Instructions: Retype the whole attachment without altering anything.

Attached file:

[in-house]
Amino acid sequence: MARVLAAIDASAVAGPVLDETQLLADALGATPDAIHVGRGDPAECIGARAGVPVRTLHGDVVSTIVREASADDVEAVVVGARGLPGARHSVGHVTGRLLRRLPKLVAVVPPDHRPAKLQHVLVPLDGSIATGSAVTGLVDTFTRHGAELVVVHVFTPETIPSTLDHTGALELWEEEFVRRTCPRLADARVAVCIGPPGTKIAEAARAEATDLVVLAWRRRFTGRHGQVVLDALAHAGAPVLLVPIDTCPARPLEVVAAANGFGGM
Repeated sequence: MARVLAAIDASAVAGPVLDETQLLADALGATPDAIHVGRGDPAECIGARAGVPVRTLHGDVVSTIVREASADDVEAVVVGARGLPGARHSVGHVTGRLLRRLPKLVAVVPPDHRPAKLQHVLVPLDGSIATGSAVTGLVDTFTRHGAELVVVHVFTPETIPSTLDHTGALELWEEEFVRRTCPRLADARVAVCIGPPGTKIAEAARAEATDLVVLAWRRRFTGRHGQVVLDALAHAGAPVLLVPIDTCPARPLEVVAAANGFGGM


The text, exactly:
[in-house]
Amino acid sequence: MARVLAAIDASAVAGPVLDETQLLADALGATPDAIHVGRGDPAECIGARAGVPVRTLHGDVVSTIVREASADDVEAVVVGARGLPGARHSVGHVTGRLLRRLPKLVAVVPPDHRPAKLQHVLVPLDGSIATGSAVTGLVDTFTRHGAELVVVHVFTPETIPSTLDHTGALELWEEEFVRRTCPRLADARVAVCIGPPGTKIAEAARAEATDLVVLAWRRRFTGRHGQVVLDALAHAGAPVLLVPIDTCPARPLEVVAAANGFGGM
Repeated sequence: MARVLAAIDASAVAGPVLDETQLLADALGATPDAIHVGRGDPAECIGARAGVPVRTLHGDVVSTIVREASADDVEAVVVGARGLPGARHSVGHVTGRLLRRLPKLVAVVPPDHRPAKLQHVLVPLDGSIATGSAVTGLVDTFTRHGAELVVVHVFTPETIPSTLDHTGALELWEEEFVRRTCPRLADARVAVCIGPPGTKIAEAARAEATDLVVLAWRRRFTGRHGQVVLDALAHAGAPVLLVPIDTCPARPLEVVAAANGFGGM